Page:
In BC, doctors have a unique opportunity to get involved with system transformation through the Joint Collaborative Committees (JCCs)—a first-of-its-kind partnership in Canada between Doctors of BC and the BC government. The JCCs bring together doctors, government, health authorities, patients and families, health professions, and other stakeholders to improve access to care by centring it on patients and families, building physician capacity, and coordinating system services. Through their Physician Master Agreement, Doctors of BC and the BC government allocate funding to four committees that each have a distinct focus and mandate:
- Joint Standing Committee on Rural Issues: Enhances physician services in rural and remote areas.
- General Practice Services Committee: Strengthens primary and community care.
- Shared Care Committee: Improves collaboration between family doctors and specialist doctors.
- Specialist Services Committee: Engages specialist doctors to collaborate, lead quality improvement, and deliver quality services.
Work of the JCCs is grounded in the Institute for Healthcare Improvement’s (IHI) principles of quality improvement and framed by the IHI’s Triple Aim. JCC funding and support enables divisions of family practice, medical staff associations, and the Rural Coordination Centre of BC (RCCbc) to take a grassroots approach to enhance patient care and improve professional satisfaction for doctors. Through the JCCs, doctors engage and lead in taking a quality improvement approach to co-create solutions and strengthen relationships.
Enhancing surgical and obstetrical care
In rural BC communities where surgical care is provided by family physicians with enhanced surgical skills or solo general surgeons, the Rural Surgical and Obstetrical Networks (RSONs) Initiative stabilizes, supports, and enhances the delivery of surgical and obstetrical care to local populations. The initiative is based on a five-pillar framework: scope and volume, remote presence technology, clinical coaching, continuous quality improvement, and evaluation. RSONs build on local, regional, and provincial relationships to enhance the care provided by and between teams. Teams include members of interdisciplinary OR and maternity teams supported by a local community coordinator and with support from RCCbc. These networks are supported in Creston, Fernie, Golden, Hazelton, Port Alberni, Revelstoke, Smithers, and Vanderhoof, and are in development in Powell River and Sechelt. Read more at https://enews.rccbc.ca/tag/rson.
Establishing team-based care networks
Physicians in divisions of family practice are working with health authority and community partners to establish primary care networks (PCNs) through 39 regional collaborative partnerships. A PCN is a team of health care providers made up of doctors and other health care professionals who work together to provide primary care to patients in a geographical area. The foundation of the PCN is the patient medical home, a community practice where patients get the majority of their care with an emphasis on longitudinal relational continuity and a team-based approach to care. While the focus is on primary care, specialists have an important role within PCNs. They are involved in PCN planning and in conversations at the provincial, regional, and community levels. Forty-three PCNs have started implementation as of spring 2021. Read more at https://gpscbc.ca/what-we-do/system-change/primary-care-networks.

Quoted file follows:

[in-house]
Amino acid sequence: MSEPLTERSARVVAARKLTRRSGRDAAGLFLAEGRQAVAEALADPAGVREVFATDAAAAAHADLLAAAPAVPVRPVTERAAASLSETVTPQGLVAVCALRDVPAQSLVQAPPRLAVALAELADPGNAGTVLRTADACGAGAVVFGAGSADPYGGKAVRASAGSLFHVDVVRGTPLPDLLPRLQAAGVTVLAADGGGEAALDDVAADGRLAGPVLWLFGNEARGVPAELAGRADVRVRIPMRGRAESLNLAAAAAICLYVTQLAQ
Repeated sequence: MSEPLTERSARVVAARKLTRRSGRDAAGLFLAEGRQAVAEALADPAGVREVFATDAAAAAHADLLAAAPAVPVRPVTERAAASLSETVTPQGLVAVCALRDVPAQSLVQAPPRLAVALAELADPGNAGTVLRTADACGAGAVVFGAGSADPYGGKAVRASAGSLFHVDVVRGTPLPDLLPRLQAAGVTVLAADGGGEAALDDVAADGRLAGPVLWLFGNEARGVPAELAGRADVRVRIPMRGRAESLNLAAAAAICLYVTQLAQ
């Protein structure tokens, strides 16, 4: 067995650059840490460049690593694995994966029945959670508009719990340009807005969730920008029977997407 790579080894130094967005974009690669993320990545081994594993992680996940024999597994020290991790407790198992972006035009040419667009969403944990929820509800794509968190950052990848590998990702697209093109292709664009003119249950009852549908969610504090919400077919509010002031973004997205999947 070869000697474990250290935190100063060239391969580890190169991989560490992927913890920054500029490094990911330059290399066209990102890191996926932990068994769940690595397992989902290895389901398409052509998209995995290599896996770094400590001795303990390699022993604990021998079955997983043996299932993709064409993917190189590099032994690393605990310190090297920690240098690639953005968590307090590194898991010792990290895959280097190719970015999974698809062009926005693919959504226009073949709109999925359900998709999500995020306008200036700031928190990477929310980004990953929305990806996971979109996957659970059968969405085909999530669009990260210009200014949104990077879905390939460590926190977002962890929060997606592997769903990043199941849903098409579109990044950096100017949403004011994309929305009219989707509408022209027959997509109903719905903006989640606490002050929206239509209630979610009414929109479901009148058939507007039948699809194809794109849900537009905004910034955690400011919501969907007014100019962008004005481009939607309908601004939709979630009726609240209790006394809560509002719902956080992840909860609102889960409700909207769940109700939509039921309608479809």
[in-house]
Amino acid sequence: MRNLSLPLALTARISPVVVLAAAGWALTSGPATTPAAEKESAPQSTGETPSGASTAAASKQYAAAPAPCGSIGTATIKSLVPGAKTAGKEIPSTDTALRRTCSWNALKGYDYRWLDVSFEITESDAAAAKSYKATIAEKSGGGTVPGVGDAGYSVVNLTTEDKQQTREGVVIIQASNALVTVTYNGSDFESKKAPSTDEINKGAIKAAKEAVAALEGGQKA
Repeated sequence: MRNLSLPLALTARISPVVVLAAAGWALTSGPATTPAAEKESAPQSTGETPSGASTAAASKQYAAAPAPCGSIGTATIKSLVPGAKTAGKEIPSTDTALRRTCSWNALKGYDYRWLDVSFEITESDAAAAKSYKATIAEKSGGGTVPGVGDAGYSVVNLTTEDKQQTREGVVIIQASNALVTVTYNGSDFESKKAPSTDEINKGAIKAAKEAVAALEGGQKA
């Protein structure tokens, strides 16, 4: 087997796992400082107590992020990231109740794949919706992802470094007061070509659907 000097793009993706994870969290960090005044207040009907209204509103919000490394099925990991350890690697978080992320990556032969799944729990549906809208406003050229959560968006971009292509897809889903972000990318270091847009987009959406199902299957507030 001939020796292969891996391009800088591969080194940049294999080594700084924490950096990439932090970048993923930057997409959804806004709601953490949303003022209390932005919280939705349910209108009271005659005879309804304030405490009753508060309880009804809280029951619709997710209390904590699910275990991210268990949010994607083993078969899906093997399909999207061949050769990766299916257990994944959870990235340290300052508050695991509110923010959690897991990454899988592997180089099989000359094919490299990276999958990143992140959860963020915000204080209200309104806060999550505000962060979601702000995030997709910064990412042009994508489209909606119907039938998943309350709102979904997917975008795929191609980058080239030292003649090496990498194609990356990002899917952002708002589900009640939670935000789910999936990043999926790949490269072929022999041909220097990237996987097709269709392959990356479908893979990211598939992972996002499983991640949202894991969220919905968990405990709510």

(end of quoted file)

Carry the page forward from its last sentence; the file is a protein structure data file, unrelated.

Coordinating surgical optimization
Doctors are working with health authorities and facilities to improve assessment and management of patients in need of surgery. The Surgical Patient Optimization Collaborative (SPOC) addresses the need for a coordinated approach to optimize or prehabilitate patients for surgery. Prehabilitation can reduce adverse events during a surgery, improve outcomes and recovery for patients, and increase patient and caregiver satisfaction.
Since May 2019, SPOC has worked on developing a sustainable process that enables patients to optimize different components of their health (e.g., diet, smoking, anemia, physical activity) in preparation for an elective procedure. To date, the collaborative has formed multidisciplinary surgical prehabilitation teams in 15 hospitals, created a resource guide for caregivers to help implement prehabilitation practices, and improved communication between family doctors, surgeons, and patients. SPOC is scheduled to complete in May 2021. It is anticipated that the prehabilitation processes initiated by the collaborative will be integrated into routine surgical practices in BC. Read more at https://sscbc.ca/programs-and-initiatives/transform-care-delivery/surgical-patient-optimization-collaborative-spoc-0.
Spreading and accelerating health care improvements
Spread Networks engage family and specialist physicians, communities/divisions, and partners to collectively improve coordination of care for priority populations locally and provincially. A maternity network was the first to be created in 2017 to improve interprofessional collaboration and delivery of maternity care in BC. The network has since grown to involve 25 communities/divisions, and is transitioning to a community of practice. Other Spread Networks cover adult mental health and substance use, chronic pain, coordination of care for older adults, and palliative care. Read more at https://sharedcarebc.ca/our-work/spread-networks.
Learn more at www.CollaborateOnHealthBC.ca.
—Ahmer Karimuddin, MD
—Anthon Meyer, MD
This article is the opinion of the Joint Collaborative Committees (JCCs) and has not been peer reviewed by the BCMJ Editorial Board.
1. Institute for Healthcare Improvement. The IHI Triple Aim. Accessed 15 March 2021. www.ihi.org/Engage/Initiatives/TripleAim/Pages/default.aspx.
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